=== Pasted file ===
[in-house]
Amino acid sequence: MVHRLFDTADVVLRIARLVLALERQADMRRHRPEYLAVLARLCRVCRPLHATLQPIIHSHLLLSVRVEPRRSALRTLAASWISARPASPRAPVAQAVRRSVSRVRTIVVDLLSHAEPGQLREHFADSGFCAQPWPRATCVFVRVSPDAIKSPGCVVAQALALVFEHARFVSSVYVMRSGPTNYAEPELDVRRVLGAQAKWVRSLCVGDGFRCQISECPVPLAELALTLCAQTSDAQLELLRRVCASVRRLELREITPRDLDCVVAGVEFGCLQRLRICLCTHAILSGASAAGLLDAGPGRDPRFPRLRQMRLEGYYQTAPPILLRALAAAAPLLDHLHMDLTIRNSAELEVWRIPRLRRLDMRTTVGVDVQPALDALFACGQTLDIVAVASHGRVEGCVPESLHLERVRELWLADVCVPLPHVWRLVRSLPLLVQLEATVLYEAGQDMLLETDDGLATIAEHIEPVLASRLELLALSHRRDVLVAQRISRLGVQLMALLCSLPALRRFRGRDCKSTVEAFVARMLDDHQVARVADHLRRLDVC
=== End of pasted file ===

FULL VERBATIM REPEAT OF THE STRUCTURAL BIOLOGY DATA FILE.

[in-house]
Amino acid sequence: MVHRLFDTADVVLRIARLVLALERQADMRRHRPEYLAVLARLCRVCRPLHATLQPIIHSHLLLSVRVEPRRSALRTLAASWISARPASPRAPVAQAVRRSVSRVRTIVVDLLSHAEPGQLREHFADSGFCAQPWPRATCVFVRVSPDAIKSPGCVVAQALALVFEHARFVSSVYVMRSGPTNYAEPELDVRRVLGAQAKWVRSLCVGDGFRCQISECPVPLAELALTLCAQTSDAQLELLRRVCASVRRLELREITPRDLDCVVAGVEFGCLQRLRICLCTHAILSGASAAGLLDAGPGRDPRFPRLRQMRLEGYYQTAPPILLRALAAAAPLLDHLHMDLTIRNSAELEVWRIPRLRRLDMRTTVGVDVQPALDALFACGQTLDIVAVASHGRVEGCVPESLHLERVRELWLADVCVPLPHVWRLVRSLPLLVQLEATVLYEAGQDMLLETDDGLATIAEHIEPVLASRLELLALSHRRDVLVAQRISRLGVQLMALLCSLPALRRFRGRDCKSTVEAFVARMLDDHQVARVADHLRRLDVC